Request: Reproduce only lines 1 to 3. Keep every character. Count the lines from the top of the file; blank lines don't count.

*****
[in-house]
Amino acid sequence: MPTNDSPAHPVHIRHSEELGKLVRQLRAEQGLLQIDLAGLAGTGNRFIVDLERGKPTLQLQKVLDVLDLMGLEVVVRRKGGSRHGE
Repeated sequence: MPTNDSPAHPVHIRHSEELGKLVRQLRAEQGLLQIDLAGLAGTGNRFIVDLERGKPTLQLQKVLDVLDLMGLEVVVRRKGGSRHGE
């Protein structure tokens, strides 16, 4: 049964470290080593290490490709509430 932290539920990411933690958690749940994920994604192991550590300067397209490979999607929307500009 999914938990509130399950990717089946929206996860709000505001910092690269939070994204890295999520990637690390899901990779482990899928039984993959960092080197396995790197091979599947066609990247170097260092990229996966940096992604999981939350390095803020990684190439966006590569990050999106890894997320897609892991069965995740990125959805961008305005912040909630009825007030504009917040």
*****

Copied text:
[in-house]
Amino acid sequence: MPTNDSPAHPVHIRHSEELGKLVRQLRAEQGLLQIDLAGLAGTGNRFIVDLERGKPTLQLQKVLDVLDLMGLEVVVRRKGGSRHGE
Repeated sequence: MPTNDSPAHPVHIRHSEELGKLVRQLRAEQGLLQIDLAGLAGTGNRFIVDLERGKPTLQLQKVLDVLDLMGLEVVVRRKGGSRHGE